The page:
determined, in its own frame of reference, the rotational
error of each link may then be computed using equations 3
and 4 (below) .
t.xerr =f4(Ixa~txd
f l f 4
~~xi ' pYi Jerr J S x err
Where f~ refers to a specific function appropriate to
the link structure and the link interconnectivity.
Once the desired action for each link is calculated,
an operation action is established for each link. That


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is, the desired action is transformed into a command to
move the link in an appropriate manner. Each actuator in
each link may then be operated to move the link under this
operation action. This process is iterated with the input
information and operation actions updated. The process
continues until the calculated rotational errors are
reduced to zero, thereby indicating that the desired
outcome has been reached.
Therefore, the manipulator operates by allowing each
link in the manipulator to perform a desired local action,
by providing each link with information pertaining to the
desired outcome and a reference position, to allow each
individual link to transform the information into a
desired action that is compatible with and contributes
towards the desired outcome. This advantageously allows
each link to make local decisions independently of other
links, whilst still contributing to the desired outcome.
This is particularly useful where one or more of the
individual links is presented with an obstacle or a series
of unforseen obstacles, or if one link in the plurality of
links ceases to operate. Both the presence of an obstacle
and the cessation of operation of a link may be modelled
as a constraint factor (i.e. an action which restricts the
movement of at least one module). Once the presence of a
constraint factor becomes known (for example, through the
use of a sensor), the constraint factor can be taken into
consideration, and a constraint action can be established
both locally and universally. Alternatively, if one unit
ceases to operate, this may be ignored by other units with
the system not establishing a constraint factor for the
failure of that unit. The other units may continue to
operate as they each establish their operation action
independently of the other units.


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That is, when an individual link detects or becomes
aware of an obstacle, the link may adjust its own path and
movement to avoid the obstacle, whilst simultaneously
balancing the constraint action (i.e. avoiding the
obstacle), with the primary objective of moving the
manipulator to its end position. Alternatively, depending
on the type of constraint, the constraint action may be
performed instead of the desired action. That is the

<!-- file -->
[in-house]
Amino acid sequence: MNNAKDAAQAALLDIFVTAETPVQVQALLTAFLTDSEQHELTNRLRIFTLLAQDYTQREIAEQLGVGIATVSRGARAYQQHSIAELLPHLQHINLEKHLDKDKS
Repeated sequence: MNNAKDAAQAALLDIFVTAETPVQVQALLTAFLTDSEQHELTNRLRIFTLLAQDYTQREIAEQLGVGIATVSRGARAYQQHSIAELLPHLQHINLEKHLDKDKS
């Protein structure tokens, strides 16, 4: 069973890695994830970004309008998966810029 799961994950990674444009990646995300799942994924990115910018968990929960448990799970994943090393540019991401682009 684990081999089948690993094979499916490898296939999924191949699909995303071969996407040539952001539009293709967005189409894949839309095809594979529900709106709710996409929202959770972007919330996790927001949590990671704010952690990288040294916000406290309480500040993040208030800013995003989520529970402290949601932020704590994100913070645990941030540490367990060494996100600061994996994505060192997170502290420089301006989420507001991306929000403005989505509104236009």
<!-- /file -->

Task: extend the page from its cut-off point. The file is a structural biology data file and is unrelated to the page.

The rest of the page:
desired action does not automatically translate into an
operation action where constraint factors are present, the
operation within may be the constraint action or it may be
some combination or average of the desired action and the
constraint action.
In a particular embodiment, each link may also be
capable of sending a broadcast message to other links,
such that they may become aware of obstacles in advance,
and also assist in taking corrective action to avoid the
obstacle. In other words, constraint factors relating to
one unit may be utilised in establishing a constraint
action for other units. This will further the collision
avoidance capabilities of the manipulator.
Furthermore, if one link breaks down or becomes
inoperative, successive links can adjust their constraint
actions accordingly to compensate for the problematic
link. In other words, the decentralised control method
provides redundant manipulator control, so a fault in one
or more links does not necessarily render the manipulator
inactive. As a corollary, extra links may also be added
to the manipulator without the need to reprogram the
manipulator.
That is, at least an embodiment of the present
invention allows for dynamically reconfigurable
manipulators. This may be particularly useful in


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situations where the length of the manipulator may need to
be altered at short notice (e. g. in fruit picking
applications, extra links may be added to the manipulator
to compensate for environmental factors such as tree
growth, thicker foliage, etc.).
Advantageously, the manipulator can dynamically plan
a path, which is important in applications where tasks are
not repetitive.
An example of a system in accordance with an
embodiment of the present invention will now be described,
with reference to Figures 3 and 4.
A simulation, utilising the MATLAB Simulink software
application, was produced to demonstrate the practicality
of the manipulator control mechanism described herein. In
the simulation, each link is aware of its own angular
offsets, morphology and the distance from the reference
position to the desired outcome position.
The links are physically connected in series, though
they function independently of each other and work in
parallel to achieve the desired outcome. The simulation
layout is arranged for information flow in one direction
from a defined reference link through to the base link in
the manipulator.
The link properties include two degrees of freedom
per link, which allows each link to move on the surface of
a sphere. Communication between successive links and
embedded processors on individual links takes place in the
same manner as the manipulator shown in Figures 2a and 2b.